This is the first evening it has been warm enough to sit out on the deck and write.  It is nice to be here again.  I worked HARD today.  The fellow who said he would do my lawn seems to have evaporated so I was out there myself again.  It is a solid two hour job and it is the kind of power mower you have to push.  Once again I was dodging caterpillars, but we are on the down side of this infestation.  

So now I am showered and wrapped in long pants and a sweatshirt looking out over the fruits of my labor.  The bird bath is full, there are daisies in the hayfield beyond, and there are wild turkeys strutting through the field lowering and raising their long necks like Nessie in the Loch. A most amazing bird has just landed in the lawn and when I reach for my Peterson’s I learn it is a female yellow shafted Northern Flicker.  It’s always a good day when you can add a bird to your life list.  And I notice that a pair of wrens has taken up residence in the birdhouse at the edge of the lawn.  Papa wren is putting those long pieces of grass I cut today to good use as he flies across the yard and returns with the long grasses which he pokes through the hole for mama wren to pull inside. As I look out over the garden the blue iris and the garlic behind it are catching the last of the sun.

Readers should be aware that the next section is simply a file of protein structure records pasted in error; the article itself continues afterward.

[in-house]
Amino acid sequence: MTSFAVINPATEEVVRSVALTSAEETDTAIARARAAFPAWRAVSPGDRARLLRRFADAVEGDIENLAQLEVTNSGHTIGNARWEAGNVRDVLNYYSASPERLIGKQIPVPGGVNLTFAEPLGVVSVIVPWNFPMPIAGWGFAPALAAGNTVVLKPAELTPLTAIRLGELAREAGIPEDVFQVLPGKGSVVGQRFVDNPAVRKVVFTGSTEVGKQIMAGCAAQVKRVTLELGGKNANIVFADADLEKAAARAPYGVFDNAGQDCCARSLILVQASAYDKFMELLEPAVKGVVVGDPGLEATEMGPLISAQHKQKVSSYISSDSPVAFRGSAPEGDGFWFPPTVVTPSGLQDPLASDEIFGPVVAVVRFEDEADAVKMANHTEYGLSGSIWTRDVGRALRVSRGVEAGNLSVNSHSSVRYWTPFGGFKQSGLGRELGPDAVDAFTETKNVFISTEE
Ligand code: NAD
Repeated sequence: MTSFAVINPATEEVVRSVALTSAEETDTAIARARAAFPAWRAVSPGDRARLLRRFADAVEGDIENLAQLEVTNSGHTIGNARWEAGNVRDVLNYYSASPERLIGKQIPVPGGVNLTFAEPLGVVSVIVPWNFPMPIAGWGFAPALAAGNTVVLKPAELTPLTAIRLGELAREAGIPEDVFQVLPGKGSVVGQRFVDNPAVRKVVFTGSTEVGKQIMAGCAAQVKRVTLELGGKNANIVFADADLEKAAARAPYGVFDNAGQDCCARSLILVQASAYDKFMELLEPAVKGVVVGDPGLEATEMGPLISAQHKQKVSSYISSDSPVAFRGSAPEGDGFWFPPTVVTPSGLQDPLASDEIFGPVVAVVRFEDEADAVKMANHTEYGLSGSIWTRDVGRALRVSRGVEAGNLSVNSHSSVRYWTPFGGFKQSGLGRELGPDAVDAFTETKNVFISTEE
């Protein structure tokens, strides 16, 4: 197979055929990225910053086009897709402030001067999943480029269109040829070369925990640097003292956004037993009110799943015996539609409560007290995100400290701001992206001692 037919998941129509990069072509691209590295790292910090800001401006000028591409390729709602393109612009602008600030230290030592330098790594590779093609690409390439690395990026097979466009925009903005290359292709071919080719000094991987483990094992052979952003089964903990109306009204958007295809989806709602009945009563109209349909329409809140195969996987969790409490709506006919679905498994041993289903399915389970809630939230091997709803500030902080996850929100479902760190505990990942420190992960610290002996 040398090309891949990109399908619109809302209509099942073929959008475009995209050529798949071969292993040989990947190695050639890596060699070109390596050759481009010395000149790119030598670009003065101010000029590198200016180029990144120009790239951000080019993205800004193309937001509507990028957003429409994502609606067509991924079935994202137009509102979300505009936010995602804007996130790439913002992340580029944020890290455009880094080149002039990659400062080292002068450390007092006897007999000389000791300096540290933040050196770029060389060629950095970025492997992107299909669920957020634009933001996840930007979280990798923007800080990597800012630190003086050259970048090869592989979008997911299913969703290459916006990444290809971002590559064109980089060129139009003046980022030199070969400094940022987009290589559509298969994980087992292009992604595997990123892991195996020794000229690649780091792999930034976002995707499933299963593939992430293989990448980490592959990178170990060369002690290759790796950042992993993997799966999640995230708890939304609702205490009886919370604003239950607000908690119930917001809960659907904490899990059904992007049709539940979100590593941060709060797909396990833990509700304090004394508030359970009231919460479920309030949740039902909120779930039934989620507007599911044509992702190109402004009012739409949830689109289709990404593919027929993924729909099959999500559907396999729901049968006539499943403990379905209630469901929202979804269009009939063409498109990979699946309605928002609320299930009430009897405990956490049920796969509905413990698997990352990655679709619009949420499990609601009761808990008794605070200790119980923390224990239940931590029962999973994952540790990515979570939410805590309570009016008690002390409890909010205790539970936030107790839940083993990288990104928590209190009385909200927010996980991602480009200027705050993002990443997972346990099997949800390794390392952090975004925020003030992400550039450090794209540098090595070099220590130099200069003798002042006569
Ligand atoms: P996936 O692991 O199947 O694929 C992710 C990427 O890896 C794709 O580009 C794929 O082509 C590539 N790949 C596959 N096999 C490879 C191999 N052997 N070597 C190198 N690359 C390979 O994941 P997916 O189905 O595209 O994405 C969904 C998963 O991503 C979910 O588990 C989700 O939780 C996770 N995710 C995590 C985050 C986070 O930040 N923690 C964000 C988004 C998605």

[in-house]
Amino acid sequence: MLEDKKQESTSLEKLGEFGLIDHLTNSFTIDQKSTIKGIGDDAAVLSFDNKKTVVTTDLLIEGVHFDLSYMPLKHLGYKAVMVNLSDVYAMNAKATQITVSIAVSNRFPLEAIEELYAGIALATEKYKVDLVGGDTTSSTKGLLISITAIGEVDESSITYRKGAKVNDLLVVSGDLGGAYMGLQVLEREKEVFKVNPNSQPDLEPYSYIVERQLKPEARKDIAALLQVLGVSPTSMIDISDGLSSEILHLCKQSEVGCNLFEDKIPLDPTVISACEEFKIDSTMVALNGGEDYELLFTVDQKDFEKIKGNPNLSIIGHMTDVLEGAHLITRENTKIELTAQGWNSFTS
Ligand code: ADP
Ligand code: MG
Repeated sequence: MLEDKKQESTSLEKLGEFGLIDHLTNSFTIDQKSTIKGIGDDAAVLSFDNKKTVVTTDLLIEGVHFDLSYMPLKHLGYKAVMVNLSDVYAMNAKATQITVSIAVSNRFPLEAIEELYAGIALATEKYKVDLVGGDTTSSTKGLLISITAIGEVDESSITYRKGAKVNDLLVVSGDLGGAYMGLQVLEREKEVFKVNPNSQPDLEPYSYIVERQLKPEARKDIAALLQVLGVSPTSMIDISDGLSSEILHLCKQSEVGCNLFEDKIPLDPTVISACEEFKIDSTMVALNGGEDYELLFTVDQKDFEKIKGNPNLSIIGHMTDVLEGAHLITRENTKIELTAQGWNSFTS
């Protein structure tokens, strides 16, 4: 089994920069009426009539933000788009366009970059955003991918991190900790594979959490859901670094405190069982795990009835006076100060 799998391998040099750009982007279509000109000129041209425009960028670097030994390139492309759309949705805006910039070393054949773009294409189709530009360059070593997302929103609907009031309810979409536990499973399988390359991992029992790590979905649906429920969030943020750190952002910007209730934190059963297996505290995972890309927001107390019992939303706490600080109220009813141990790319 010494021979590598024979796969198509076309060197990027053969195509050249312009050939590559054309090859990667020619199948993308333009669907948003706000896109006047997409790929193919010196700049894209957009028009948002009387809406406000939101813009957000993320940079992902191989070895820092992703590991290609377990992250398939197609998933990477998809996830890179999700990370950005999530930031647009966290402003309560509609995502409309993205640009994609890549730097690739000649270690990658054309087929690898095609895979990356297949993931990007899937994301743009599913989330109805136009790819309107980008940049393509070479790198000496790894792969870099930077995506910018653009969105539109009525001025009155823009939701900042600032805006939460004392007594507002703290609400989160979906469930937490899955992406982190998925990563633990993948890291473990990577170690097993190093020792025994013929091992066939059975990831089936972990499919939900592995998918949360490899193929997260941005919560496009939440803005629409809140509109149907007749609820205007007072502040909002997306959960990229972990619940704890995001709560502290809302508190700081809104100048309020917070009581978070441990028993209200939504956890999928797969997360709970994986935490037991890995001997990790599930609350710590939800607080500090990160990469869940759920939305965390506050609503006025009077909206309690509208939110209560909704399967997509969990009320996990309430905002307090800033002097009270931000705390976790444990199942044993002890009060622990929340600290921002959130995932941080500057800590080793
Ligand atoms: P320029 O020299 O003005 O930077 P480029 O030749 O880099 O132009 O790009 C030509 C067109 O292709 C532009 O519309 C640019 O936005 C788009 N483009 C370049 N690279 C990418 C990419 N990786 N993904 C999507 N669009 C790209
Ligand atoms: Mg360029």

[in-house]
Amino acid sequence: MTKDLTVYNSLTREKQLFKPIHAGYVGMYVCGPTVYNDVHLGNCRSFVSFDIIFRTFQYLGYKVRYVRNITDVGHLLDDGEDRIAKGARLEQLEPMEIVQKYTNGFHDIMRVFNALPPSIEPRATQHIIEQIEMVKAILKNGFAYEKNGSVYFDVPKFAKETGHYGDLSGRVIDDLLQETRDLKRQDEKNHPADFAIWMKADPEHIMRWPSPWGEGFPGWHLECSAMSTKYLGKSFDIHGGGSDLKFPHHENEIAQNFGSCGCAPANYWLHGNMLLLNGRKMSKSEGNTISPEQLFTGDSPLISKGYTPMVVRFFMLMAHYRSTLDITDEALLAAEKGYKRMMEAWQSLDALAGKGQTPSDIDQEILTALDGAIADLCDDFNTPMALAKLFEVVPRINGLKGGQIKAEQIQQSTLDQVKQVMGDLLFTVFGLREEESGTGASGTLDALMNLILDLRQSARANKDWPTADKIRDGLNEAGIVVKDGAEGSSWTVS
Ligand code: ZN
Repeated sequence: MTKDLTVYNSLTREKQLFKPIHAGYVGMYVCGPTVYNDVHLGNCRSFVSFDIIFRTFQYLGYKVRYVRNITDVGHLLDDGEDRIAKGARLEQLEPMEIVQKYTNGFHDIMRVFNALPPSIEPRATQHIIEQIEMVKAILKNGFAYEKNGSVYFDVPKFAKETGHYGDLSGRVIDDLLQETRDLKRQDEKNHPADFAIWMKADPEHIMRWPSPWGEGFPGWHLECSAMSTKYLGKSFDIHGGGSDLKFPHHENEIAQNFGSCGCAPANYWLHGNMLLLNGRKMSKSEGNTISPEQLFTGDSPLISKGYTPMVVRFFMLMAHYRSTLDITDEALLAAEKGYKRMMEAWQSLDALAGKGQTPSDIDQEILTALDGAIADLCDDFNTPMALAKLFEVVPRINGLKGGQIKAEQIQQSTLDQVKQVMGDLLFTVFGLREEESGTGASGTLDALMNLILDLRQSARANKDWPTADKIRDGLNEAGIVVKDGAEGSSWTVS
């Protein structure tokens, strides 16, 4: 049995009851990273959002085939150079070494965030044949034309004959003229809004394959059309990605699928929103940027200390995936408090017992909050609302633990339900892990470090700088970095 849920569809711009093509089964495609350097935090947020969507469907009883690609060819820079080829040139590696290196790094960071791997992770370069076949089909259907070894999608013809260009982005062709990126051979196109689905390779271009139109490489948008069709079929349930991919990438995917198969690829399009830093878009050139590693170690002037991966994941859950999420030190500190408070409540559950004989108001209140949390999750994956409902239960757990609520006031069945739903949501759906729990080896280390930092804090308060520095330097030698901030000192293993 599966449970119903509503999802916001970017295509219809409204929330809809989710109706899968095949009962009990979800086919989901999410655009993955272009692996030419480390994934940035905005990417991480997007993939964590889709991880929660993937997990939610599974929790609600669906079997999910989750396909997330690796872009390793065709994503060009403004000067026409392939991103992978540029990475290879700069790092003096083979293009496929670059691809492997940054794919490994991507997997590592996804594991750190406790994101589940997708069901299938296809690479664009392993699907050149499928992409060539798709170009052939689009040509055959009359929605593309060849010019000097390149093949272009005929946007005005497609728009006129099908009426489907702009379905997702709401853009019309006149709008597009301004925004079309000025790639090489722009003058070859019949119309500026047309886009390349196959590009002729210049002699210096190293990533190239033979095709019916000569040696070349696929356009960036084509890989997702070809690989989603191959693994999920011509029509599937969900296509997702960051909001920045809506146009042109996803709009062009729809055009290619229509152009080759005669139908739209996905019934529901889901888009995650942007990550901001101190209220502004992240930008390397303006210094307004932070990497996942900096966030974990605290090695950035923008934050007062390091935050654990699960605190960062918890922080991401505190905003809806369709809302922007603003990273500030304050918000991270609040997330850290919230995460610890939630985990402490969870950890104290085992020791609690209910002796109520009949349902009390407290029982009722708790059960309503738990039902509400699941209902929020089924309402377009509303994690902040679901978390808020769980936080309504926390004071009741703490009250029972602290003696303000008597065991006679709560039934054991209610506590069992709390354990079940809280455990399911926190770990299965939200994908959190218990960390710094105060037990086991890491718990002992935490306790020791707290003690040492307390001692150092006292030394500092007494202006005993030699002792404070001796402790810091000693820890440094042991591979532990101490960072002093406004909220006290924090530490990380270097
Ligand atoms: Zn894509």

There is much still to be done in the garden.  Saturday it rained, Sunday I played, and today I mowed.  Finish planting the carrots, plant out the leeks that are under lights in the basement, put in the winter squash, start the summer squash, and last but not least get ready to fertilize and re-mulch the asparagus bed.  

the birdbath Posted by Picasa

the new neighbors are expecting Posted by Picasa

Thursday, June 08, 2006

making mincemeat of an oak tree Posted by Picasa

This picture of an oak in the yard is a perfect example of how they work from the top down devouring the tree like an ice cream cone.

 Posted by Picasa

Old Testament Saga

I have joked often in here about the sort of Old Testament saga I encounter in my garden, but right now there is a natural disaster taking place on my landscape. I first noticed it last June when I went for a walk on the island’s north shore and noticed leaves missing from the oak trees. When I inquired, my friend Annie told me that it was caterpillar damage. I filed that away and went on about my year.

Then in mid May of this year, I noticed that my apple trees had stopped growing. When I inspected further I discovered green caterpillars munching away on the leaves. After putting out an SOS on Gardenweb decided to use Bull’s Eye on them. It worked. Then gradually over the next ten days I began to realize that these caterpillars were “ballooning” off my oak trees onto the apple trees and the roses. The lovely little red oak leaves that I photographed in late May were all being eaten.